Nature truly is a wonder, a masterpiece, and I don’t think we value it enough. Everything that’s existing as a part of nature has its own perfectly set out purpose and is an important part of the circle of life. We are a part of this circle, a very important part actually – but we live and eat as if we weren’t. This needs to change. Change can’t just happen, there needs to be an underlying desire that’s creating and pushing for it to occur.
In turn, this desire needs to grow from an understanding of the “why”, and probably also the “how”. Why do our ways of living and eating need to change? How can we make that change? What can I do? Both the why and the how are about learning and now is the perfect time for that to happen. The exhibition “Food: Bigger than the Plate” is taking place at the V&A in London until October 20th, and I suggest everyone go and take a look, Why? Well, here are three of many reasons!
1. It makes you think about the natural circle of life
The exhibition takes you through a journey with three main stops: trading, farming and eating. Along the way it’s perfectly clear that sustainability (and the lack of it) is the red thread binding them all together. The exhibition allows your brain to process each stop at a time yet simultaneously you start to understand the whole picture. We as humans should exist as part of nature, but unfortunately we try so hard not to – especially in Western societies.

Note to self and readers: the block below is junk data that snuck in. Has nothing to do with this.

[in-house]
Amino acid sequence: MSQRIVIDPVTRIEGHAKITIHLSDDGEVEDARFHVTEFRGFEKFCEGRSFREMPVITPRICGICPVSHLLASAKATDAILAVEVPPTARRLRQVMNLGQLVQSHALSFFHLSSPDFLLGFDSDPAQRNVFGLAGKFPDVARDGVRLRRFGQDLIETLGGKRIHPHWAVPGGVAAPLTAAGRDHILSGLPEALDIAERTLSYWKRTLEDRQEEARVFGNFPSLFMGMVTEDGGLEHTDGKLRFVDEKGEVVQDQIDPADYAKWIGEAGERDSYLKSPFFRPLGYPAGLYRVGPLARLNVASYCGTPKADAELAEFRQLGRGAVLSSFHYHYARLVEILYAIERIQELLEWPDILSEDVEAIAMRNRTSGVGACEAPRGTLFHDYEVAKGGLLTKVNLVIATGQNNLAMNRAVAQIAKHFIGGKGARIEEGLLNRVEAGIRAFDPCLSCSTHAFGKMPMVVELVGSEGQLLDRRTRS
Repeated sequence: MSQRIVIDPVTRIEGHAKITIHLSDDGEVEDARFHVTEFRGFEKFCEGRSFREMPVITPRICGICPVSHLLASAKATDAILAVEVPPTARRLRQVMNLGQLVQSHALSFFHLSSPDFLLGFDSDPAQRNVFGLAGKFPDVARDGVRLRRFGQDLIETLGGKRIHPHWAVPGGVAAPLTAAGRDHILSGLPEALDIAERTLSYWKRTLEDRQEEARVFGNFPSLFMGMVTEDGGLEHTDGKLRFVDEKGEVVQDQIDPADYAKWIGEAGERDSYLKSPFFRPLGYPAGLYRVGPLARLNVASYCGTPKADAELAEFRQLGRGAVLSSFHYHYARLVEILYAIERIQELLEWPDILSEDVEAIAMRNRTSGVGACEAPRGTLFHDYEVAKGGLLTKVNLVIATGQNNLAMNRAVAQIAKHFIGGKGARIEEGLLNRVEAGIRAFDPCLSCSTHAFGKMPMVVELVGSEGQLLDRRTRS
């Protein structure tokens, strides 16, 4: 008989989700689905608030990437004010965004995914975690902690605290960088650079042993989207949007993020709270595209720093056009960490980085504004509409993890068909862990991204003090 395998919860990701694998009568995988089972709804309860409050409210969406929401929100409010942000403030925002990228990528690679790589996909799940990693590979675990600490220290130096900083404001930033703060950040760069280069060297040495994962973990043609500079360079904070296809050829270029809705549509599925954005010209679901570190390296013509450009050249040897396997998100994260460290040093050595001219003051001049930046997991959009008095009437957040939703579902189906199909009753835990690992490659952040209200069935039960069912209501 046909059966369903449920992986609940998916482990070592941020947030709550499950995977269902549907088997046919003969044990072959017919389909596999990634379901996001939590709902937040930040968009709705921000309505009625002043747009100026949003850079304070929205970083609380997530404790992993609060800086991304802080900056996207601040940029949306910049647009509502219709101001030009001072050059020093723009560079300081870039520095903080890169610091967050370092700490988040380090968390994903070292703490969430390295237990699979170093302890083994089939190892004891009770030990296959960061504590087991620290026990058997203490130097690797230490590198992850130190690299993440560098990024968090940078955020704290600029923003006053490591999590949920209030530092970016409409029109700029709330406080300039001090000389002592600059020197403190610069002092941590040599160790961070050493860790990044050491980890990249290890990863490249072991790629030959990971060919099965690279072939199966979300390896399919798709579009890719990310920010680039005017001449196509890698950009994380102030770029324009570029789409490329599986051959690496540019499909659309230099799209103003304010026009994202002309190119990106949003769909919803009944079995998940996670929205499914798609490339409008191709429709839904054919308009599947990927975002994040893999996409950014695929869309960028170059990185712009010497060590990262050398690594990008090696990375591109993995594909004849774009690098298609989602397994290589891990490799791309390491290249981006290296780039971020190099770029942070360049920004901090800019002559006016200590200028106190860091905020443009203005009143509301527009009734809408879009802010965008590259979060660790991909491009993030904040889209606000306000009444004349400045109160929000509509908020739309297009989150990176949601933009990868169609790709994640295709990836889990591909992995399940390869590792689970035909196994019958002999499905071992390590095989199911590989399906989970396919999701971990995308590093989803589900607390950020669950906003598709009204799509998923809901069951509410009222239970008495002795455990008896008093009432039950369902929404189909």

2. It increases your knowledge about sustainability
You might think you know well enough about the harm of mass production and environmental threats, but I can promise that you’ll walk out of there knowing even more. This exhibition really makes you THINK – “how can I do better?”
3. It makes you think how your way of eating affects nature and other people
Eating isn’t just about YOU, at least it shouldn’t be. What we buy, what we consume and what we eat are all things that we should be aware of and care about. Although it might have a direct effect on you, it also has an indirect effect on both nature and other people – especially farmers. If we keep buying and eating unhealthy and mass-produced food, we will create even more modern diseases and we’ll ruin the very ground plants grow from. Destroying our planet also puts people out of work and income, something you’ll contribute to if you’re being unconscious about what you eat.